Friday, 24 April 2009

Quangos employ real people too

Has anyone else noticed the Tories' constant outing of their desire to slim down the "flab" of the public sector and to advocate some slashing around "quangocracies"?
The language being used here is supposed to hide where the real people are that hold these jobs, and instead suggest that slashing the flab is a kindly act that will be good for us all. Like some kind of wonderous PS diet to a new healthier us.
The constant drip-drip of attacks on the public sector seem to suggest that the Tories don't feel that job cuts here are real job cuts at all.
So next time a Tory attacks the public sector "flab" and suggests they are going to slash budgets (and jobs), ask how many real people this will leave without employment?
It appears that they feel that there are two levels of job cuts: real ones (in the private sector), where they are terribly sorry if people lose out, and other ones in the public sector where the slasher can come in with his scythe - no one will get hurt, but we -- the taxpayers -- will get loads of good money back.
I note there's a little exemption clause for nurses, doctors and teachers - which the Tories have obviously decided are so universally popular that they can't raise the axe in their direction.
Questions that need to be asked:
1) How many public sector jobs do you expect to lose with this slashing?
2) So how do you feel about the fact you are put those (xx) people out of work?
3) Is it a good idea to propose that one of your recession policies is to deliberately put a section of society out of work?
Public sector jobs are real jobs too, with real people attached. They are not just a handy shorthand for lovely, cuddly "savings" with no human costs attached.


Richard Baron said...

But if these public sector people are any good, they can go and get jobs in the private sector. The test of the worth of a job is whether people will freely, not under the compulsion of taxation, buy your goods and services.

Robert said...

Sadly the Tories have one simple cure to save a few bob ID cards Brown pathetic idea to know where we are, what we are doing. I think I myself could save a few billion with the nukes getting kicked into the long grass. Labour has wasted billions with it silliness that computer are the answer to everything.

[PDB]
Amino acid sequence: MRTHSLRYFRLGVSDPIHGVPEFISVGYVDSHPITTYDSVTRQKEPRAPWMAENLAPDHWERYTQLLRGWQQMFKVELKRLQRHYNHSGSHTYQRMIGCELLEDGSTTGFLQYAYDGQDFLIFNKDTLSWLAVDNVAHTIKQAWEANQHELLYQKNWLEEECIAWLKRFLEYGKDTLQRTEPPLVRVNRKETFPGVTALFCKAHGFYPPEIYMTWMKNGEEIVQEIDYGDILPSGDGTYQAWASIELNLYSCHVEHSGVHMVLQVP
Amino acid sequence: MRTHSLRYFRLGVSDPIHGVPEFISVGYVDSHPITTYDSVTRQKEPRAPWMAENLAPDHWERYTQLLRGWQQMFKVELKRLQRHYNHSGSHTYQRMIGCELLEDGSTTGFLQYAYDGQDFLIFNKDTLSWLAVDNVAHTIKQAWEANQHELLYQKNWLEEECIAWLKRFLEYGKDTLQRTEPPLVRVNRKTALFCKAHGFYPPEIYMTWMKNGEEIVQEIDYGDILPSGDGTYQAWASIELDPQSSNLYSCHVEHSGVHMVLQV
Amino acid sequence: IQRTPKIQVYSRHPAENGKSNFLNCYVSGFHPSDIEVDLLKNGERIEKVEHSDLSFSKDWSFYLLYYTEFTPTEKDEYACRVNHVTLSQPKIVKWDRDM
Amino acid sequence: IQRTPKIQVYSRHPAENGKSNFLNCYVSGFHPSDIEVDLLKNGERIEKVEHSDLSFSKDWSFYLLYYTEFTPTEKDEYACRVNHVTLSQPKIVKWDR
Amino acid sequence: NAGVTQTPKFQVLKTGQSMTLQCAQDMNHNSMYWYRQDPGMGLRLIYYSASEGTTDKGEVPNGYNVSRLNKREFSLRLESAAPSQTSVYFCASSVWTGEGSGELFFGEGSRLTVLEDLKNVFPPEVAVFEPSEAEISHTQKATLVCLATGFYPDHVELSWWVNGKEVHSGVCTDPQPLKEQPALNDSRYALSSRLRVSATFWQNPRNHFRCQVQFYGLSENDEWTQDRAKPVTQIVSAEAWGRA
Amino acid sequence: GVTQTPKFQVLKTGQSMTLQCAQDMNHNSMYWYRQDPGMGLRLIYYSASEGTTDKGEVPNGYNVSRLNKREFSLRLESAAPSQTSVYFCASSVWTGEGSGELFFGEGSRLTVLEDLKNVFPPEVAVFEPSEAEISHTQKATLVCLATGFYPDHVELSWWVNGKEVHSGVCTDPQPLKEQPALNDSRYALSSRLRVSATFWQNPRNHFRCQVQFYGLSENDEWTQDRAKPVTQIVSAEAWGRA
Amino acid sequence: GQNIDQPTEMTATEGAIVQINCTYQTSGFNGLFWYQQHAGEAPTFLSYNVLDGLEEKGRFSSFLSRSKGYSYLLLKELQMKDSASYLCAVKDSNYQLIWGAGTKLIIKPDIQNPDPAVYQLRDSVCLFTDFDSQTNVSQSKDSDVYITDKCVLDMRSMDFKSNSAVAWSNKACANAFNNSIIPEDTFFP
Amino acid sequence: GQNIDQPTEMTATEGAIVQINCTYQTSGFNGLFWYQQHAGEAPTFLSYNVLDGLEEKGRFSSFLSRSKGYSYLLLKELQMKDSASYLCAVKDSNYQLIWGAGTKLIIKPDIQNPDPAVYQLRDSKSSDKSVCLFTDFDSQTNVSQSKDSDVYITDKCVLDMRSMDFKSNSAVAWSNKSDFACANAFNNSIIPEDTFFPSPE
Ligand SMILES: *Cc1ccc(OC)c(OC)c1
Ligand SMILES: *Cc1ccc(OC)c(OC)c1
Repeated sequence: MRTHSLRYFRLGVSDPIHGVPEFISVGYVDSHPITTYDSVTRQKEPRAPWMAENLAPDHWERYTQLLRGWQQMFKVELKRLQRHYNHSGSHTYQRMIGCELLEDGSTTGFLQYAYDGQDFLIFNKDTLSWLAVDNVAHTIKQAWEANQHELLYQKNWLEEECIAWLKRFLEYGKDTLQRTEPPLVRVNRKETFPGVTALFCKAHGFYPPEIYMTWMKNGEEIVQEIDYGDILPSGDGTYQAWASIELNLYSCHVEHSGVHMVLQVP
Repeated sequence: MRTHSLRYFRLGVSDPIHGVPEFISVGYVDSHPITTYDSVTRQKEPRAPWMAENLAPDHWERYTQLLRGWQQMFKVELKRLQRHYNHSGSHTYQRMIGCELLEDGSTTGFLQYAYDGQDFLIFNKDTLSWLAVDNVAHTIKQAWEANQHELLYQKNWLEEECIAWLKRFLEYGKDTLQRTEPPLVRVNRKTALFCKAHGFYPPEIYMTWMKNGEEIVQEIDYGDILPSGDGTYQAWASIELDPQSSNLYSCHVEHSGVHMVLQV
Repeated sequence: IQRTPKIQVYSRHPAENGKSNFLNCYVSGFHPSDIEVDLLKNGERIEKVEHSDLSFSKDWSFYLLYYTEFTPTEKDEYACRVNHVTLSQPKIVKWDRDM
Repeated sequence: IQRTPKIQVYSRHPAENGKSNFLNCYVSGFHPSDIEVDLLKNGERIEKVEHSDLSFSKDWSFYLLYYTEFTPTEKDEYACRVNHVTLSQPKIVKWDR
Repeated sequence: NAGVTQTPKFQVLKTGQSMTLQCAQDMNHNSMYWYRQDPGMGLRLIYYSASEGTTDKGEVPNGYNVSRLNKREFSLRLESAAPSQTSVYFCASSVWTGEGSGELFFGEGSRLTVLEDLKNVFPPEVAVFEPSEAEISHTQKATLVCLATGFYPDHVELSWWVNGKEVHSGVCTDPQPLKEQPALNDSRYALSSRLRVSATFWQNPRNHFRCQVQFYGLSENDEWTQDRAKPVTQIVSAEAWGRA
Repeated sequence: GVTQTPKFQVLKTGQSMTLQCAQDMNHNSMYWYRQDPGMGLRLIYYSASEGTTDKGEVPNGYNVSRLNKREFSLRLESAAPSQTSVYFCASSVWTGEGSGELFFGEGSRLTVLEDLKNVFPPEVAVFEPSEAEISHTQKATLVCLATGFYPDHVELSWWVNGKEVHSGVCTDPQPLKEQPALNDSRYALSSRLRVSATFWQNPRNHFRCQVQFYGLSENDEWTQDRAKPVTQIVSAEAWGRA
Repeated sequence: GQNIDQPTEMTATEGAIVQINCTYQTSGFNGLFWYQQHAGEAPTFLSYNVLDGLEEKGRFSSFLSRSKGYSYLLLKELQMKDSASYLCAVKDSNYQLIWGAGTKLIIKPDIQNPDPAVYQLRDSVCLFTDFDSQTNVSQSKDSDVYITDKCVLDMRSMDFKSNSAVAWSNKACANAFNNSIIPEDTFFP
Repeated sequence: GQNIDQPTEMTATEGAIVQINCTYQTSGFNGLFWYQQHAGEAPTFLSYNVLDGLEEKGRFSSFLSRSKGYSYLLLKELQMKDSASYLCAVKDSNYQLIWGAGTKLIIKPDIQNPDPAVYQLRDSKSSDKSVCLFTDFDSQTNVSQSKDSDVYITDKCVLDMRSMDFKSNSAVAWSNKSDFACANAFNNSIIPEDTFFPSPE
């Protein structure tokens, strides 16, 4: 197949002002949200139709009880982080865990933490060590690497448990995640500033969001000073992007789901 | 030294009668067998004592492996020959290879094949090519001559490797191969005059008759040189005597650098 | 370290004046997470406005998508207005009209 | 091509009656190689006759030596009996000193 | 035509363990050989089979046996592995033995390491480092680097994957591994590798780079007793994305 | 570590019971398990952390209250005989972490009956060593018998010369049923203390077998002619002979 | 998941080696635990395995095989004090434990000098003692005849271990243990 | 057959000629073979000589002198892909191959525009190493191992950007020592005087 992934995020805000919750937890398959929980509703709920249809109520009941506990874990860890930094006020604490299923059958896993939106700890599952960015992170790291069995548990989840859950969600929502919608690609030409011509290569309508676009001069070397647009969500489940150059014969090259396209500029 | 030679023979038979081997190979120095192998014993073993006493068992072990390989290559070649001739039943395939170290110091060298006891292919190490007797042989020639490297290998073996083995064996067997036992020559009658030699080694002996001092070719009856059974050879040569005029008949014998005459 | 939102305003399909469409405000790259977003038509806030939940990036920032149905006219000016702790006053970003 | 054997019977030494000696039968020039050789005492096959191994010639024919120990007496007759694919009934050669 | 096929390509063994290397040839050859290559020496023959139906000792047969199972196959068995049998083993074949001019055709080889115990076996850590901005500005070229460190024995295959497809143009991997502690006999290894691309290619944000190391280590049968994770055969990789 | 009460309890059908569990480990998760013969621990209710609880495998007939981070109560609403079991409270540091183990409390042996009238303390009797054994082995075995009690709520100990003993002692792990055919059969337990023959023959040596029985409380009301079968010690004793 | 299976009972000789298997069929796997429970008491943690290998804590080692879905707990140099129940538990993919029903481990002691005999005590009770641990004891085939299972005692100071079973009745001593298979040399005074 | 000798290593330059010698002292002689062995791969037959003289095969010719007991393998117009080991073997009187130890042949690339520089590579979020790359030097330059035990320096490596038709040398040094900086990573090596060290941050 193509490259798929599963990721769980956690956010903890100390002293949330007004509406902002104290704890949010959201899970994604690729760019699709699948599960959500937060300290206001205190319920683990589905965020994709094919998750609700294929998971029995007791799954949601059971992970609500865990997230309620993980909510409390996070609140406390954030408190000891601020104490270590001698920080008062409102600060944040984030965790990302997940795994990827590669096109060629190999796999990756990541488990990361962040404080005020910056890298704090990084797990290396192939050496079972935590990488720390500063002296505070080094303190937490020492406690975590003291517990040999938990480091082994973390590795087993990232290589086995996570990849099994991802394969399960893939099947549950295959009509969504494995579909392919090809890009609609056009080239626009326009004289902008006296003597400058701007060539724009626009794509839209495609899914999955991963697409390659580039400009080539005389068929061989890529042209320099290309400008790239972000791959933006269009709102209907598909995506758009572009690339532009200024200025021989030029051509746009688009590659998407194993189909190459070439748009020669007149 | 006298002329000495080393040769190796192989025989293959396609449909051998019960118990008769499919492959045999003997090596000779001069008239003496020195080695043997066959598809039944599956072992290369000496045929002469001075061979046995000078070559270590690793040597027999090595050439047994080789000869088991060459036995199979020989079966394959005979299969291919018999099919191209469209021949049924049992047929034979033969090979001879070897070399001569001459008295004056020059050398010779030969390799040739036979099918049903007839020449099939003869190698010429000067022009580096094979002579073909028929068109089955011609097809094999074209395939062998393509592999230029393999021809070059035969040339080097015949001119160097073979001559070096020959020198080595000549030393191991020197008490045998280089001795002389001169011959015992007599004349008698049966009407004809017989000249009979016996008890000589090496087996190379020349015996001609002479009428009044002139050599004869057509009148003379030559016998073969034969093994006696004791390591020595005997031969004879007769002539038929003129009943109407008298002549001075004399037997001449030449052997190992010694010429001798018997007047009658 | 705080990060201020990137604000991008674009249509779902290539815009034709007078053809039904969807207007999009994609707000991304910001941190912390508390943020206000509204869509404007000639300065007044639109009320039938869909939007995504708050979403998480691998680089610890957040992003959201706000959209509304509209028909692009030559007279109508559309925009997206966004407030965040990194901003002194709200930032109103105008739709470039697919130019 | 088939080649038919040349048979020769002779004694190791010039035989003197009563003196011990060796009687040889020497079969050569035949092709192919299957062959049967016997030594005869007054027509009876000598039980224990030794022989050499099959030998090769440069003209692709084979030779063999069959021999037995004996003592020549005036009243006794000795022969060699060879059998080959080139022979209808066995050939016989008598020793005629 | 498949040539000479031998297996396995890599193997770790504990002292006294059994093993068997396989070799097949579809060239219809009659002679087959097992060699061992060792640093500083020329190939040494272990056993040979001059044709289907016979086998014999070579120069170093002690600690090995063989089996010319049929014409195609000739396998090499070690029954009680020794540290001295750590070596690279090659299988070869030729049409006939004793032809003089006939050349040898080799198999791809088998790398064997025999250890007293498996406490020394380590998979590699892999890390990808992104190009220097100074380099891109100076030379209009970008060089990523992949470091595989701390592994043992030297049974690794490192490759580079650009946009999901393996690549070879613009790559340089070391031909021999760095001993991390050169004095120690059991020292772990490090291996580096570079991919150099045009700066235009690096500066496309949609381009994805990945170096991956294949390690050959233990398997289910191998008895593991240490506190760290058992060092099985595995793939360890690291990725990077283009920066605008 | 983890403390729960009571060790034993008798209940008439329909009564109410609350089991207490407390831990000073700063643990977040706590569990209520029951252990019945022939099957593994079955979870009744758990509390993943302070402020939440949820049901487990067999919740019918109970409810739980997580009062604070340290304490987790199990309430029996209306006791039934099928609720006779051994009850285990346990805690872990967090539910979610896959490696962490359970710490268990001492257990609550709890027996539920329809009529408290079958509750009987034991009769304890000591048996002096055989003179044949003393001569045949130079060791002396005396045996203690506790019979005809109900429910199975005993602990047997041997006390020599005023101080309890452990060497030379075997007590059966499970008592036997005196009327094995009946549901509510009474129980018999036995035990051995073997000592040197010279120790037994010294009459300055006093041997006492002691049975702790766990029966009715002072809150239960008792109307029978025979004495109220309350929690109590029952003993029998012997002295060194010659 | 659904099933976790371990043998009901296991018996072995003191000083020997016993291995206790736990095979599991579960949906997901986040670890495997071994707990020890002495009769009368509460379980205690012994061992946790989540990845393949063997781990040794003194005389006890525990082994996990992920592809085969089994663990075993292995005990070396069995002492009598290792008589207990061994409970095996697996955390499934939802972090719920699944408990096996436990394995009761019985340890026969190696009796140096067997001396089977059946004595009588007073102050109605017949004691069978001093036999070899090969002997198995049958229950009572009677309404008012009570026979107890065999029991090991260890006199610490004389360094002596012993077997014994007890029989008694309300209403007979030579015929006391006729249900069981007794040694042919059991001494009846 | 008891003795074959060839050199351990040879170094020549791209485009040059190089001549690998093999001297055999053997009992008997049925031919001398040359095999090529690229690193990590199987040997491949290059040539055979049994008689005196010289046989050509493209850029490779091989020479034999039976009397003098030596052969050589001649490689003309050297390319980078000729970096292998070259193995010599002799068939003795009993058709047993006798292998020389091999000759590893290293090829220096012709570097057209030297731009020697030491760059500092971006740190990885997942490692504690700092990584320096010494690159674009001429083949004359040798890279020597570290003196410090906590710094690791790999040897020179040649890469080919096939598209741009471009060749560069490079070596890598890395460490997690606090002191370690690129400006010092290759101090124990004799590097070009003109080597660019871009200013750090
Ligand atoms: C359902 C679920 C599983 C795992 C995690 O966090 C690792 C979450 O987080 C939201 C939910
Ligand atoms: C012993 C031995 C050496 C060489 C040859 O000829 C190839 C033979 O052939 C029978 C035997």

Stuart White said...

Richard: I'm sure the bulk of the nation's nurses and school teachers will agree. I'm sure they live lives of appallingly low self-esteem because instead of people buying their services on a market, they instead prove their worth by the gratitude of a patient or the look of sudden understanding on the face of a struggling pupil. What a truly lovely world it would be if we all proved our worth by selling our services on a market.

Richard Baron said...

stuart, your argument does not stand up. People would buy the services of doctors, nurses and teachers if they had not already paid for them through taxation. They would not however buy the services of quangocrats and administrators.

My point was that jobs in the public sector should be preserved if and only if they are useful to the consumers of the services they supply. The fact that someone is comfortable in a job is not a reason to preserve a job. If the job is not useful, it should go and its occupant should bestir himself or herself to get another job. And the surest test of whether a job is useful, is to ask whether people would pay for it if they were not forced to pay.

Rachael Jolley said...

Richard - You base your argument on the idea that everyone always has the money to pay for public services. Your system works for the very rich who can always outbid everyone else for services. If you are poor and ill, and there is no state provided healthcare, you may without medical care. Social inequality is highest in countries with the weakest social safety nets - such as the US. You are now seeing cases there where middle income people are losing their jobs, quickly followed by their homes, and often by their health. Do you really want to live in a society where you have to hand over your credit card when you go into A&E before you can get a doctor's attention? This is only accentuated in a recession, where people can quickly find themselves struggling and without the public sector have nowhere to go for help. My feeling is you would say to them: "Oh just get a grip, get over your broken leg, and get hobbling."

Richard Baron said...

No Rachael, that is not what I said. I said that you should not keep jobs going because their occupants need jobs (which seems to be the assumption made in your original post), but that you should keep them going if they are useful, and that the way to test usefulness is to ask whether people would pay for them voluntarily. People with enough money would pay for doctors, nurses and teachers, so those jobs pass that test. Then there is the separate question of how we should in fact pay for them. At that point, the argument for taxpayer-funded provision, that it ensures that all can have medical and educational services, comes into play.